why is this true? \[\frac{2}{8i}=-\frac i 4\]

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why is this true? \[\frac{2}{8i}=-\frac i 4\]

Mathematics
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first off you can reduce, just like with real numbers then multiply top and bottom by \(i\)
because i*i=-1
or 1/i=-i

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Other answers:

Is our goal to get the imaginary number out of the denominator?
|dw:1358398893659:dw|
\[\frac{2}{8i}=\frac{1}{4i}=\frac{1}{4i}\times \frac{i}{i}=\frac{i}{4i^2}=-\frac{i}{4}\]
What is wrong if I say 1/i=i
it is \(\frac{1}{i}=-i\)
@sauravshakya you cannot use \(\frac{\sqrt{a}}{\sqrt{b}}=\sqrt{\frac{a}{b}}\) unless \(a\) and \(b\) are real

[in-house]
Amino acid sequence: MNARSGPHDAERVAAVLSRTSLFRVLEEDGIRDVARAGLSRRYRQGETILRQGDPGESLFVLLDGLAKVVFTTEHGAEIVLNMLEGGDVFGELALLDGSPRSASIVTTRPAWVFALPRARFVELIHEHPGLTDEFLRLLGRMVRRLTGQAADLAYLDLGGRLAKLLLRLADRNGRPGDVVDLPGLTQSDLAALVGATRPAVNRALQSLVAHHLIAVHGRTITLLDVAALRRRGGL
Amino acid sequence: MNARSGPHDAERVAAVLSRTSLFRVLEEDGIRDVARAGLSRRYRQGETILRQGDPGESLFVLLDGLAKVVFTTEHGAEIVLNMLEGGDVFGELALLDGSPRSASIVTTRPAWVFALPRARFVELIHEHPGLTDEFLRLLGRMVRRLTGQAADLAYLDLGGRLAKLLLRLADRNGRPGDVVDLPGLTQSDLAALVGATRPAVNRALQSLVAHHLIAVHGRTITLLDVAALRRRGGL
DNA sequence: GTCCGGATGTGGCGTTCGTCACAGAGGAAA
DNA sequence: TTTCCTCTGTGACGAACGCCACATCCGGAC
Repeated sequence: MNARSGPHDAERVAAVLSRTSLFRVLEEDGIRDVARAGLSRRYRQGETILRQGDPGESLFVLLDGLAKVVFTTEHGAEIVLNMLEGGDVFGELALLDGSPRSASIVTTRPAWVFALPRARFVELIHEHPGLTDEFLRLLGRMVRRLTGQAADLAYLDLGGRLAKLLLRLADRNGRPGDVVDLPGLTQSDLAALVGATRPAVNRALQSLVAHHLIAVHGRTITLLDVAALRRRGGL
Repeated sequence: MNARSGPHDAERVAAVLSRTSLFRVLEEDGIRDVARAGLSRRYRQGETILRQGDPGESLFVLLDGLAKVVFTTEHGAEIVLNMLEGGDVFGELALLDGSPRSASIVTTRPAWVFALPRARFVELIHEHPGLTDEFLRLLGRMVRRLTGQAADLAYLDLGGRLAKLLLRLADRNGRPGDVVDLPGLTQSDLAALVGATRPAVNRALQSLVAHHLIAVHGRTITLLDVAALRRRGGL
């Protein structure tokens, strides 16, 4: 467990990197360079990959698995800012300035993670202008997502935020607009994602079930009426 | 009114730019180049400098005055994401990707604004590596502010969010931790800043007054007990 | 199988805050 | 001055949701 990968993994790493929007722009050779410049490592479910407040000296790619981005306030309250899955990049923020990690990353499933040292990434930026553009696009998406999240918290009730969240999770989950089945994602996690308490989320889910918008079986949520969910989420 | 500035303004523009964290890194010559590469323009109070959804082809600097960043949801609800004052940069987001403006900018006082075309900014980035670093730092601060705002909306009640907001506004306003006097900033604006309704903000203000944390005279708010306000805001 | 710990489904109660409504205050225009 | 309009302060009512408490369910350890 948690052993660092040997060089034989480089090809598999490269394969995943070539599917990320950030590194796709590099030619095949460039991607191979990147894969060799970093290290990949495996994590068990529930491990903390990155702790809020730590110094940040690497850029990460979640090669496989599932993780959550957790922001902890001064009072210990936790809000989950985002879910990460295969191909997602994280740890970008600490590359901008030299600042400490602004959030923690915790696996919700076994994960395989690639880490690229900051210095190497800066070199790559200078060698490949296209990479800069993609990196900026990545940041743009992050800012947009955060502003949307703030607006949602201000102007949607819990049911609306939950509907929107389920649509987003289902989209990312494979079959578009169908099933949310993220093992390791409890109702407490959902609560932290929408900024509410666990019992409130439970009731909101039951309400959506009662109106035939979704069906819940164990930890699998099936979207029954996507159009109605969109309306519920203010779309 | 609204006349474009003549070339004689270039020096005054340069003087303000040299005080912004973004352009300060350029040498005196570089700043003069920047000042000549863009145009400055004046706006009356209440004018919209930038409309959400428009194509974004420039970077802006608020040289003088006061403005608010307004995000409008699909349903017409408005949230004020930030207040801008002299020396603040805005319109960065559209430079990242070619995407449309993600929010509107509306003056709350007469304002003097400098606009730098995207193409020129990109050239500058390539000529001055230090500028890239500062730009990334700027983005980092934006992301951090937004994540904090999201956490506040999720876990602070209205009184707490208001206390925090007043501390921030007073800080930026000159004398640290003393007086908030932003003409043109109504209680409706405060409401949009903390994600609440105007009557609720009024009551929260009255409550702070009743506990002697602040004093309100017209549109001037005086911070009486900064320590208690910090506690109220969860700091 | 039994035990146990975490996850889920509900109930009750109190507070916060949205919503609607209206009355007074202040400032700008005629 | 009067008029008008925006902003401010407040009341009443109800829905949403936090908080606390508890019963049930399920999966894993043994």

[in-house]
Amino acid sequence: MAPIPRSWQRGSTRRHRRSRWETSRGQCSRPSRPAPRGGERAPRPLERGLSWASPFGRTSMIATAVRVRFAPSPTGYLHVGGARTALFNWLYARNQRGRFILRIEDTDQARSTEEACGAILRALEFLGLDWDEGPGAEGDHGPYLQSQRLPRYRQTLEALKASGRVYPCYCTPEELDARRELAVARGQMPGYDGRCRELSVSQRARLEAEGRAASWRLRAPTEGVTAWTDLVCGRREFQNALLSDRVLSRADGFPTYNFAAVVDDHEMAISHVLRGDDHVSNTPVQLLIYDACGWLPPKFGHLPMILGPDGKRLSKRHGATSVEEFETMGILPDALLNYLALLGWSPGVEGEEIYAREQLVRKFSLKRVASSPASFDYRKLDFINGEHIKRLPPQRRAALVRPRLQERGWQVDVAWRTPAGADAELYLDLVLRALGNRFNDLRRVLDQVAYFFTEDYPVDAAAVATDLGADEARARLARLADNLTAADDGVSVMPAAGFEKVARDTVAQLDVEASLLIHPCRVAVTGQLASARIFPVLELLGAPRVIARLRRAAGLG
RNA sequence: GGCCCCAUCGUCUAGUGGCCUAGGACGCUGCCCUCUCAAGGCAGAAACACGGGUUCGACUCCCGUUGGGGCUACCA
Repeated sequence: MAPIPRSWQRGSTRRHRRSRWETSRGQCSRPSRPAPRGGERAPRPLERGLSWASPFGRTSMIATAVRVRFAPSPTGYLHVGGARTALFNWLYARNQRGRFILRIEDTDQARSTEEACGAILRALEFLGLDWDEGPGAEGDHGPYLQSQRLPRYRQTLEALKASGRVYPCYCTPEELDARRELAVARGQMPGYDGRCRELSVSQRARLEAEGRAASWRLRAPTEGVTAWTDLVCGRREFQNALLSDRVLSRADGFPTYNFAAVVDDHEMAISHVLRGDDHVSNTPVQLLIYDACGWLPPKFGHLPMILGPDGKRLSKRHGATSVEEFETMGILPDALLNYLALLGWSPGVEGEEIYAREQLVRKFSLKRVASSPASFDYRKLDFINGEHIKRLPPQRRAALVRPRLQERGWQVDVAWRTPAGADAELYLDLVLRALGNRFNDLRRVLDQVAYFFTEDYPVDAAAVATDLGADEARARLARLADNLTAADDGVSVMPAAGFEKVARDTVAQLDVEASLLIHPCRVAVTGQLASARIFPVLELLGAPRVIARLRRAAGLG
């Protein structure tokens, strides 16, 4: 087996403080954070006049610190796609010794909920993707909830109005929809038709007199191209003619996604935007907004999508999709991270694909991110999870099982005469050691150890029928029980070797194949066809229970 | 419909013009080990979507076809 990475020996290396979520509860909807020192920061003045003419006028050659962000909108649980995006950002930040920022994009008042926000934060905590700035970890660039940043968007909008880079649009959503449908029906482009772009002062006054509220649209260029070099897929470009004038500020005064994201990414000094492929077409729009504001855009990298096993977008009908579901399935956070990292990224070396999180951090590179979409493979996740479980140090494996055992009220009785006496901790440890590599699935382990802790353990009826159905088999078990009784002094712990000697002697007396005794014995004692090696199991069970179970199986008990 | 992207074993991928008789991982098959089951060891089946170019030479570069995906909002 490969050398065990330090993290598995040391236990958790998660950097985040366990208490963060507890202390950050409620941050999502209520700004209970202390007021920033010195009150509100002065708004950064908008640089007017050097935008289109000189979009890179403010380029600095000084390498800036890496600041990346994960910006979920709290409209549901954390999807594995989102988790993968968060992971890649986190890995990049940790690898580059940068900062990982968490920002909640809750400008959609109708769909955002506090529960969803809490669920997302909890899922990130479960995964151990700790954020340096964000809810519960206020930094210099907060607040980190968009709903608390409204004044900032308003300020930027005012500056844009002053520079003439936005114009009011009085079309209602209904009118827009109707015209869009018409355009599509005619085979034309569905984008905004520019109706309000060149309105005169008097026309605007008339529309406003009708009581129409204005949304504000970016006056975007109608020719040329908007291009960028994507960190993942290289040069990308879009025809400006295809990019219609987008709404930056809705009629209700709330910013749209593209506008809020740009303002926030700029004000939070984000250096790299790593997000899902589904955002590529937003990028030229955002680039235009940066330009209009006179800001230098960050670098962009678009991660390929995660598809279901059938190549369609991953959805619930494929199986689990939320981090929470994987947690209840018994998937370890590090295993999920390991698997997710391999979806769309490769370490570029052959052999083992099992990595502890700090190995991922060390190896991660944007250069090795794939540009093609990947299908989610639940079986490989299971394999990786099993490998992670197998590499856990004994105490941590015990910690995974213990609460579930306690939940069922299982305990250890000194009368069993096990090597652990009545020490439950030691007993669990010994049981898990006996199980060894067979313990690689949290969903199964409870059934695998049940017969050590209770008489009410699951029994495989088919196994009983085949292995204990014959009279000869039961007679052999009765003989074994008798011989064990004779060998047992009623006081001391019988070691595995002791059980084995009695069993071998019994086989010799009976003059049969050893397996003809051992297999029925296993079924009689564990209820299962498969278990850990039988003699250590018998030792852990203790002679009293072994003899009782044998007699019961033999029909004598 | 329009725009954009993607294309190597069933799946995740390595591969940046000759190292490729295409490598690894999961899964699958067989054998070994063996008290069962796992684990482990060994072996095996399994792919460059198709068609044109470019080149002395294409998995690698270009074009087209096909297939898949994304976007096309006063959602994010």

ya I got how u got 1/i=-i But |dw:1358399037098:dw| this doesn't work
no it does not
1 and -1 are real
even this doesn't work \[\sqrt{a}\sqrt{b}=\sqrt{ab}\] unless \(a\) and \(b\) are positive numbers
excuse me i said 'real' and i meant 'positive' my mistake
oh I got it...
@JenniferSmart1 yes the goal is to get the complex number out of the denominator to write in standard form \(a+bi\)
oh ok
make sense
so i*i=-1?
I'm too tired...I'll look at it again tomorrow. Thanks guys

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